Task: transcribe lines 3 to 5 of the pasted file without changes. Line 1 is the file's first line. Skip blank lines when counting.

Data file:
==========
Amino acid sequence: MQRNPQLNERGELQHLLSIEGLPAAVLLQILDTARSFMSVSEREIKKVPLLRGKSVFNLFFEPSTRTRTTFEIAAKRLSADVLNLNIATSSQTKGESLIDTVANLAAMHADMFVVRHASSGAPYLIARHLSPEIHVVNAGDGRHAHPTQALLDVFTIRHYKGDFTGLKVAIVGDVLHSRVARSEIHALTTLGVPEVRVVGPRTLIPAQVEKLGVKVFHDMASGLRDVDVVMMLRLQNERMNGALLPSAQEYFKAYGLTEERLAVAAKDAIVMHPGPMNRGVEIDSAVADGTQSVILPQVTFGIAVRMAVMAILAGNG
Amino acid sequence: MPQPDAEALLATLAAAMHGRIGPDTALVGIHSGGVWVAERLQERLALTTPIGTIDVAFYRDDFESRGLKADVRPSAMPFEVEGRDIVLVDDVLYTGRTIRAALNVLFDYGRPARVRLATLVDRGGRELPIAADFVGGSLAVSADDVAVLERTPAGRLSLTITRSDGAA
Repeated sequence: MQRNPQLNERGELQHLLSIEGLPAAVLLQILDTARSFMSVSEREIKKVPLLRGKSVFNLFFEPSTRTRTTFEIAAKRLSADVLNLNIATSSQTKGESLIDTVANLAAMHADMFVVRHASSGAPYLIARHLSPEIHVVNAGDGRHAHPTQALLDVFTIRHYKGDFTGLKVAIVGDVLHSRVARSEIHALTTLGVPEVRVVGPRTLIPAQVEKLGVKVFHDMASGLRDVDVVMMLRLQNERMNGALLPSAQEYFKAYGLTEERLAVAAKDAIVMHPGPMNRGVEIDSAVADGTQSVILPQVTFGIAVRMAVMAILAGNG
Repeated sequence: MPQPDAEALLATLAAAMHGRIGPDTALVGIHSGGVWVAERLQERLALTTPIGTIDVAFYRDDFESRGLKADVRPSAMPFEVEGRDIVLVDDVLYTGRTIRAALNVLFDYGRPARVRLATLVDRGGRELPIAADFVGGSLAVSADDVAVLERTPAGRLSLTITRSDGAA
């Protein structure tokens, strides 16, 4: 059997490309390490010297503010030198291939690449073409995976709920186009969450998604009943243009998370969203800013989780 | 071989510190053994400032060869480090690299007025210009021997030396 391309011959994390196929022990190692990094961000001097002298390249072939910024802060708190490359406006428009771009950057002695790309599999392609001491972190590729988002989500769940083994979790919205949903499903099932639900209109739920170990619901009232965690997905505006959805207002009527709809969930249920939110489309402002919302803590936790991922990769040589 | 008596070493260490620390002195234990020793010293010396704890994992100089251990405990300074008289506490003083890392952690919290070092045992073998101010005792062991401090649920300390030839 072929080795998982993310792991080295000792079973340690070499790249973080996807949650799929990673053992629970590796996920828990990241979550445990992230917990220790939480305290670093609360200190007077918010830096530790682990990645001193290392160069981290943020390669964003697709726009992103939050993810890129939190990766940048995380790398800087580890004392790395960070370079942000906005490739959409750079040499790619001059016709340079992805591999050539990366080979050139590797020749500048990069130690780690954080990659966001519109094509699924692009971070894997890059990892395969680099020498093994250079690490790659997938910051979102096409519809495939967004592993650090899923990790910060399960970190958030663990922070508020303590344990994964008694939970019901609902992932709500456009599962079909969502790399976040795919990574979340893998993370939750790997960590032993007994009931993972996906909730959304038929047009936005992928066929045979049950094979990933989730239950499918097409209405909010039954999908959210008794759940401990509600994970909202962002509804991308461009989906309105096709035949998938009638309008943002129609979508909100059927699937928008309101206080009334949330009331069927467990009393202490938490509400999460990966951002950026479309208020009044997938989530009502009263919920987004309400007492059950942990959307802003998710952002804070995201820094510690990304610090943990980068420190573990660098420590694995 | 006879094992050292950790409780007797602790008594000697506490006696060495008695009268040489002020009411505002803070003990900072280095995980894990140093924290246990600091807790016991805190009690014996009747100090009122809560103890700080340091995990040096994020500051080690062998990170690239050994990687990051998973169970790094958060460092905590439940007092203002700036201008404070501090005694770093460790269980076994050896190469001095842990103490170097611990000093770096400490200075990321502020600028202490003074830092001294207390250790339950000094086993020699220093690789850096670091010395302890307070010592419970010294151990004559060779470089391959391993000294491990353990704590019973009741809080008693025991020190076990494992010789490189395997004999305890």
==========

Repeated sequence: MQRNPQLNERGELQHLLSIEGLPAAVLLQILDTARSFMSVSEREIKKVPLLRGKSVFNLFFEPSTRTRTTFEIAAKRLSADVLNLNIATSSQTKGESLIDTVANLAAMHADMFVVRHASSGAPYLIARHLSPEIHVVNAGDGRHAHPTQALLDVFTIRHYKGDFTGLKVAIVGDVLHSRVARSEIHALTTLGVPEVRVVGPRTLIPAQVEKLGVKVFHDMASGLRDVDVVMMLRLQNERMNGALLPSAQEYFKAYGLTEERLAVAAKDAIVMHPGPMNRGVEIDSAVADGTQSVILPQVTFGIAVRMAVMAILAGNG
Repeated sequence: MPQPDAEALLATLAAAMHGRIGPDTALVGIHSGGVWVAERLQERLALTTPIGTIDVAFYRDDFESRGLKADVRPSAMPFEVEGRDIVLVDDVLYTGRTIRAALNVLFDYGRPARVRLATLVDRGGRELPIAADFVGGSLAVSADDVAVLERTPAGRLSLTITRSDGAA
């Protein structure tokens, strides 16, 4: 059997490309390490010297503010030198291939690449073409995976709920186009969450998604009943243009998370969203800013989780 | 071989510190053994400032060869480090690299007025210009021997030396 391309011959994390196929022990190692990094961000001097002298390249072939910024802060708190490359406006428009771009950057002695790309599999392609001491972190590729988002989500769940083994979790919205949903499903099932639900209109739920170990619901009232965690997905505006959805207002009527709809969930249920939110489309402002919302803590936790991922990769040589 | 008596070493260490620390002195234990020793010293010396704890994992100089251990405990300074008289506490003083890392952690919290070092045992073998101010005792062991401090649920300390030839 072929080795998982993310792991080295000792079973340690070499790249973080996807949650799929990673053992629970590796996920828990990241979550445990992230917990220790939480305290670093609360200190007077918010830096530790682990990645001193290392160069981290943020390669964003697709726009992103939050993810890129939190990766940048995380790398800087580890004392790395960070370079942000906005490739959409750079040499790619001059016709340079992805591999050539990366080979050139590797020749500048990069130690780690954080990659966001519109094509699924692009971070894997890059990892395969680099020498093994250079690490790659997938910051979102096409519809495939967004592993650090899923990790910060399960970190958030663990922070508020303590344990994964008694939970019901609902992932709500456009599962079909969502790399976040795919990574979340893998993370939750790997960590032993007994009931993972996906909730959304038929047009936005992928066929045979049950094979990933989730239950499918097409209405909010039954999908959210008794759940401990509600994970909202962002509804991308461009989906309105096709035949998938009638309008943002129609979508909100059927699937928008309101206080009334949330009331069927467990009393202490938490509400999460990966951002950026479309208020009044997938989530009502009263919920987004309400007492059950942990959307802003998710952002804070995201820094510690990304610090943990980068420190573990660098420590694995 | 006879094992050292950790409780007797602790008594000697506490006696060495008695009268040489002020009411505002803070003990900072280095995980894990140093924290246990600091807790016991805190009690014996009747100090009122809560103890700080340091995990040096994020500051080690062998990170690239050994990687990051998973169970790094958060460092905590439940007092203002700036201008404070501090005694770093460790269980076994050896190469001095842990103490170097611990000093770096400490200075990321502020600028202490003074830092001294207390250790339950000094086993020699220093690789850096670091010395302890307070010592419970010294151990004559060779470089391959391993000294491990353990704590019973009741809080008693025991020190076990494992010789490189395997004999305890």